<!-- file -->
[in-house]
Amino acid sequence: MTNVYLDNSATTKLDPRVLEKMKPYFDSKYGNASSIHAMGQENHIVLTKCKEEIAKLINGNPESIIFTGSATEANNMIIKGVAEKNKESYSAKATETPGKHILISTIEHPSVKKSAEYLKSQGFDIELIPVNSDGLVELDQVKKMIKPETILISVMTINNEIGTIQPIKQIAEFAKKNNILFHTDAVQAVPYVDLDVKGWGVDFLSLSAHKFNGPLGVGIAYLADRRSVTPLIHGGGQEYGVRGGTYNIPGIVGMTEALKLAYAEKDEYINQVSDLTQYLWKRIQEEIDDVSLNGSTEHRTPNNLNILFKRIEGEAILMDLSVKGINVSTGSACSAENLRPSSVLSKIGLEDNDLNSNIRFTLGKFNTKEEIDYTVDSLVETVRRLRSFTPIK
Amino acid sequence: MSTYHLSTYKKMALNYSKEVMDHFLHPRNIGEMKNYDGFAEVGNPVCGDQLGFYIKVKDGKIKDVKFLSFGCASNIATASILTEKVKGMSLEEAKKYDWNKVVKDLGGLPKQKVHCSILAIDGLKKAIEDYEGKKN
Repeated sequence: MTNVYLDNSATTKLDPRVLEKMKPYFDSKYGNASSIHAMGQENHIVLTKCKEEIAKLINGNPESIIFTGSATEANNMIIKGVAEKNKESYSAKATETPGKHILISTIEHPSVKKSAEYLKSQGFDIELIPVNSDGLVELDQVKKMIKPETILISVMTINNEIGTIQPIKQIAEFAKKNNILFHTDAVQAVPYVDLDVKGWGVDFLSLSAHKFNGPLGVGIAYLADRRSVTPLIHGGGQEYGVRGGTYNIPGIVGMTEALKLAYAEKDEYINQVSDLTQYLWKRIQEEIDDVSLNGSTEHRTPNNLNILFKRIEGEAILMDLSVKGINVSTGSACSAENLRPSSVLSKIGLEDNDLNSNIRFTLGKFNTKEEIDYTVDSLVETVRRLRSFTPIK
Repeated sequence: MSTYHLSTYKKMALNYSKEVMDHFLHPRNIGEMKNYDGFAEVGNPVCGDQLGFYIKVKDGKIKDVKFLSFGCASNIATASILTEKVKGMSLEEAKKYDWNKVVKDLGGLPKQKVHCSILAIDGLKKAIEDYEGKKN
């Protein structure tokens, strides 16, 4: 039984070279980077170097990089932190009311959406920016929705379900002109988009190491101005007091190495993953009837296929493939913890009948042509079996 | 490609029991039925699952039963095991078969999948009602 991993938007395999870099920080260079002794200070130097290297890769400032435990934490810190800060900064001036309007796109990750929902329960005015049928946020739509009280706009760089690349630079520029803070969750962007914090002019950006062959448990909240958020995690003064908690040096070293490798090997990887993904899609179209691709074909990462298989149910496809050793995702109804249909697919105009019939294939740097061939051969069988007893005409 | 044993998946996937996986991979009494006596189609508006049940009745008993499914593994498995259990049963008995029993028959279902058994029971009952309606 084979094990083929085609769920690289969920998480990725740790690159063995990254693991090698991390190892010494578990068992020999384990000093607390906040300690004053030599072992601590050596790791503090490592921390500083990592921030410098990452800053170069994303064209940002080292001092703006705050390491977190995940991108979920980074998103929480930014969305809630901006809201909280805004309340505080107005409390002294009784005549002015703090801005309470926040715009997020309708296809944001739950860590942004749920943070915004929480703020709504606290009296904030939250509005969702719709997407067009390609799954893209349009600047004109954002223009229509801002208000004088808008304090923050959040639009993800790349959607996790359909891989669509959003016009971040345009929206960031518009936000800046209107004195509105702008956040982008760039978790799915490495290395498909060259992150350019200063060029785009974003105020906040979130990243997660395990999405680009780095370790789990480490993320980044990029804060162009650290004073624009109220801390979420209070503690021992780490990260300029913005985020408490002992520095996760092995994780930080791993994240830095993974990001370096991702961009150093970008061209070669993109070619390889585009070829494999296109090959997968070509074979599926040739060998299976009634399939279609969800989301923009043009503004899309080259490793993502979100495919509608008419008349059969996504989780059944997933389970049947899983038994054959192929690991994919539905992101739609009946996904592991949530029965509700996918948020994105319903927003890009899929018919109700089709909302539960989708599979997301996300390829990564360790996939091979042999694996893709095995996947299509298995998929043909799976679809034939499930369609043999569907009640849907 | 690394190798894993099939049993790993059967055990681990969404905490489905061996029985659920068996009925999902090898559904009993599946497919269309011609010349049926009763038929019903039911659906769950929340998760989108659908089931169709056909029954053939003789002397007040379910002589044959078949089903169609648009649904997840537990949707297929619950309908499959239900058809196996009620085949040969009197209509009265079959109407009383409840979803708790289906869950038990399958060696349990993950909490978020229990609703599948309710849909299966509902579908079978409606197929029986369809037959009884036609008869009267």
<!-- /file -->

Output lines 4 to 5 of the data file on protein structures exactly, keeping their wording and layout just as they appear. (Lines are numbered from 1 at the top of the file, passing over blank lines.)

Repeated sequence: MTNVYLDNSATTKLDPRVLEKMKPYFDSKYGNASSIHAMGQENHIVLTKCKEEIAKLINGNPESIIFTGSATEANNMIIKGVAEKNKESYSAKATETPGKHILISTIEHPSVKKSAEYLKSQGFDIELIPVNSDGLVELDQVKKMIKPETILISVMTINNEIGTIQPIKQIAEFAKKNNILFHTDAVQAVPYVDLDVKGWGVDFLSLSAHKFNGPLGVGIAYLADRRSVTPLIHGGGQEYGVRGGTYNIPGIVGMTEALKLAYAEKDEYINQVSDLTQYLWKRIQEEIDDVSLNGSTEHRTPNNLNILFKRIEGEAILMDLSVKGINVSTGSACSAENLRPSSVLSKIGLEDNDLNSNIRFTLGKFNTKEEIDYTVDSLVETVRRLRSFTPIK
Repeated sequence: MSTYHLSTYKKMALNYSKEVMDHFLHPRNIGEMKNYDGFAEVGNPVCGDQLGFYIKVKDGKIKDVKFLSFGCASNIATASILTEKVKGMSLEEAKKYDWNKVVKDLGGLPKQKVHCSILAIDGLKKAIEDYEGKKN